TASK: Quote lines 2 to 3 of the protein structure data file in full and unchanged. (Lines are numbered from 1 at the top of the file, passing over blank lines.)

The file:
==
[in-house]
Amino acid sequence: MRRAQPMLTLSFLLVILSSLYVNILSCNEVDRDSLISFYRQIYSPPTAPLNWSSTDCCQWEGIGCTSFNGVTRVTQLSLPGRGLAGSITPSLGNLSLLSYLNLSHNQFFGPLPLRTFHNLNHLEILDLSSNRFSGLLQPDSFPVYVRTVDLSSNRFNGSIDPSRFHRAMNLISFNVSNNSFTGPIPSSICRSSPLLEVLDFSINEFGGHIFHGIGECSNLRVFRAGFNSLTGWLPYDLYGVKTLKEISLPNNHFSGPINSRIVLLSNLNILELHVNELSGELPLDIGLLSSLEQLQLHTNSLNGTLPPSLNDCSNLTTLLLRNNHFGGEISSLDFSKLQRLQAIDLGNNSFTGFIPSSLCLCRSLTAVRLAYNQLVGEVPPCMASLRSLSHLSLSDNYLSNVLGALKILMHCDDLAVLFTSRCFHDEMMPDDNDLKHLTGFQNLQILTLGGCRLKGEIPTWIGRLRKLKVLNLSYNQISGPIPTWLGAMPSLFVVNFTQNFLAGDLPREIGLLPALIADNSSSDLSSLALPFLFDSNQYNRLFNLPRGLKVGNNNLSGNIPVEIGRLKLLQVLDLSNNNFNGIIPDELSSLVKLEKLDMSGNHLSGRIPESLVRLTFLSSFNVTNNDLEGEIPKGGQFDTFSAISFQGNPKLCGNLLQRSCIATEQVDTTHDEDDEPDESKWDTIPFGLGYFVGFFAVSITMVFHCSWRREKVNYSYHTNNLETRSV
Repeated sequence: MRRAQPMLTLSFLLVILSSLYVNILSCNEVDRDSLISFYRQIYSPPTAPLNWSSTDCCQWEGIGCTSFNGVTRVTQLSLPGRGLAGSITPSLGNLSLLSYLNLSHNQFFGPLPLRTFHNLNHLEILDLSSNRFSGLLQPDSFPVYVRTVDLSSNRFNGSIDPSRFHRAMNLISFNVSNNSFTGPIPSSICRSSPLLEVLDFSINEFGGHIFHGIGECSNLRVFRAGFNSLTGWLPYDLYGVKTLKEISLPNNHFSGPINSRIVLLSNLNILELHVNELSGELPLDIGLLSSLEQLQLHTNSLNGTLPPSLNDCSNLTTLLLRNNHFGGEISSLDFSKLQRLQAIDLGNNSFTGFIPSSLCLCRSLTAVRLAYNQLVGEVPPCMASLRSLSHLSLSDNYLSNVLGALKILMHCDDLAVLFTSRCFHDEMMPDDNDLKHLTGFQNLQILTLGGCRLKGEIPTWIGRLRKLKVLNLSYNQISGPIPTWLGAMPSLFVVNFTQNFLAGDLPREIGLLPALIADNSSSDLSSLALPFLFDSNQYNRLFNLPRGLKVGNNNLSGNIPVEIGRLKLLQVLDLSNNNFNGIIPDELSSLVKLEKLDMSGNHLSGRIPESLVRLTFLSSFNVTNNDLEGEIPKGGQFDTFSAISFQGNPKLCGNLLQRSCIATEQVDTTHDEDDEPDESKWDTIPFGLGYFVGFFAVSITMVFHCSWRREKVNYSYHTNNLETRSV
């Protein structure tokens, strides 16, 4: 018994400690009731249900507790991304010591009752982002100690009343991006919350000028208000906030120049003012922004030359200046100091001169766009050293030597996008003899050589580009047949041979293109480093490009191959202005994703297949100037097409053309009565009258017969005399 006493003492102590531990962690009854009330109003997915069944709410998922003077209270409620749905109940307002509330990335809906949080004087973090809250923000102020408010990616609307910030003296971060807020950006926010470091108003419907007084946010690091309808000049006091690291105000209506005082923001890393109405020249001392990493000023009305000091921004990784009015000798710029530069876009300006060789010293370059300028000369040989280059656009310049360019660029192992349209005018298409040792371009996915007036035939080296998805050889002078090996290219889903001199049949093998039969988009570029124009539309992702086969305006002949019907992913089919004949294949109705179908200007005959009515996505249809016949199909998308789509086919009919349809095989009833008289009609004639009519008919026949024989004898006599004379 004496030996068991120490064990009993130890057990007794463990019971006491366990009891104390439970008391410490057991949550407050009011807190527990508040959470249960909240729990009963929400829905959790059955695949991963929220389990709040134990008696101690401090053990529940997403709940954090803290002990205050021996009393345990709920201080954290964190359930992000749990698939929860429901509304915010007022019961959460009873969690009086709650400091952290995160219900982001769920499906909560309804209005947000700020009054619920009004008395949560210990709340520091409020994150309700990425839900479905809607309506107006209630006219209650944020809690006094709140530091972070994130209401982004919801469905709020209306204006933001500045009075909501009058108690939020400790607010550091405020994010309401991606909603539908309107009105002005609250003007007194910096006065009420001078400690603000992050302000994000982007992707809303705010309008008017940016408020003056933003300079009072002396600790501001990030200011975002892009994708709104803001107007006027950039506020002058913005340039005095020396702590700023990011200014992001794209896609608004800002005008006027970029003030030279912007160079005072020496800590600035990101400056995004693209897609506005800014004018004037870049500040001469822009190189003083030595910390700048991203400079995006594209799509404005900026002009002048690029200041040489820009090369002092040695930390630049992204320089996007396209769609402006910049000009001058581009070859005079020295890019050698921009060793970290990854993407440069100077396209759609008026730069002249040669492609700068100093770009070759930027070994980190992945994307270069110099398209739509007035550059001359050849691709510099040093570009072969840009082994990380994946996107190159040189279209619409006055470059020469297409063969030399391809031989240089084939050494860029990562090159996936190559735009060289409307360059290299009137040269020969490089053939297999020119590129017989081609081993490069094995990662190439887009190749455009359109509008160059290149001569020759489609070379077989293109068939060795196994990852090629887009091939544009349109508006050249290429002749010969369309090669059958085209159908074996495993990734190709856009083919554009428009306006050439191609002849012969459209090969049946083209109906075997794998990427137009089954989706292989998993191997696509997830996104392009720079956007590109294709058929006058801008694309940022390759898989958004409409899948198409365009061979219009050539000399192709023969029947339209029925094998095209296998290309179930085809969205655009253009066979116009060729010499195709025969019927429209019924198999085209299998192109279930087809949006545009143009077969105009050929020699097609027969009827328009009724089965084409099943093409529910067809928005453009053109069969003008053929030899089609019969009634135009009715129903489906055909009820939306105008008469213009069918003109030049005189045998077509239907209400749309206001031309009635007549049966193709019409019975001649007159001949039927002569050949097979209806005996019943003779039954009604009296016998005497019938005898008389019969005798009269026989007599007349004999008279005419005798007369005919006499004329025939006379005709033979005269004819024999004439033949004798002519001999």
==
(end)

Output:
Amino acid sequence: MRRAQPMLTLSFLLVILSSLYVNILSCNEVDRDSLISFYRQIYSPPTAPLNWSSTDCCQWEGIGCTSFNGVTRVTQLSLPGRGLAGSITPSLGNLSLLSYLNLSHNQFFGPLPLRTFHNLNHLEILDLSSNRFSGLLQPDSFPVYVRTVDLSSNRFNGSIDPSRFHRAMNLISFNVSNNSFTGPIPSSICRSSPLLEVLDFSINEFGGHIFHGIGECSNLRVFRAGFNSLTGWLPYDLYGVKTLKEISLPNNHFSGPINSRIVLLSNLNILELHVNELSGELPLDIGLLSSLEQLQLHTNSLNGTLPPSLNDCSNLTTLLLRNNHFGGEISSLDFSKLQRLQAIDLGNNSFTGFIPSSLCLCRSLTAVRLAYNQLVGEVPPCMASLRSLSHLSLSDNYLSNVLGALKILMHCDDLAVLFTSRCFHDEMMPDDNDLKHLTGFQNLQILTLGGCRLKGEIPTWIGRLRKLKVLNLSYNQISGPIPTWLGAMPSLFVVNFTQNFLAGDLPREIGLLPALIADNSSSDLSSLALPFLFDSNQYNRLFNLPRGLKVGNNNLSGNIPVEIGRLKLLQVLDLSNNNFNGIIPDELSSLVKLEKLDMSGNHLSGRIPESLVRLTFLSSFNVTNNDLEGEIPKGGQFDTFSAISFQGNPKLCGNLLQRSCIATEQVDTTHDEDDEPDESKWDTIPFGLGYFVGFFAVSITMVFHCSWRREKVNYSYHTNNLETRSV
Repeated sequence: MRRAQPMLTLSFLLVILSSLYVNILSCNEVDRDSLISFYRQIYSPPTAPLNWSSTDCCQWEGIGCTSFNGVTRVTQLSLPGRGLAGSITPSLGNLSLLSYLNLSHNQFFGPLPLRTFHNLNHLEILDLSSNRFSGLLQPDSFPVYVRTVDLSSNRFNGSIDPSRFHRAMNLISFNVSNNSFTGPIPSSICRSSPLLEVLDFSINEFGGHIFHGIGECSNLRVFRAGFNSLTGWLPYDLYGVKTLKEISLPNNHFSGPINSRIVLLSNLNILELHVNELSGELPLDIGLLSSLEQLQLHTNSLNGTLPPSLNDCSNLTTLLLRNNHFGGEISSLDFSKLQRLQAIDLGNNSFTGFIPSSLCLCRSLTAVRLAYNQLVGEVPPCMASLRSLSHLSLSDNYLSNVLGALKILMHCDDLAVLFTSRCFHDEMMPDDNDLKHLTGFQNLQILTLGGCRLKGEIPTWIGRLRKLKVLNLSYNQISGPIPTWLGAMPSLFVVNFTQNFLAGDLPREIGLLPALIADNSSSDLSSLALPFLFDSNQYNRLFNLPRGLKVGNNNLSGNIPVEIGRLKLLQVLDLSNNNFNGIIPDELSSLVKLEKLDMSGNHLSGRIPESLVRLTFLSSFNVTNNDLEGEIPKGGQFDTFSAISFQGNPKLCGNLLQRSCIATEQVDTTHDEDDEPDESKWDTIPFGLGYFVGFFAVSITMVFHCSWRREKVNYSYHTNNLETRSV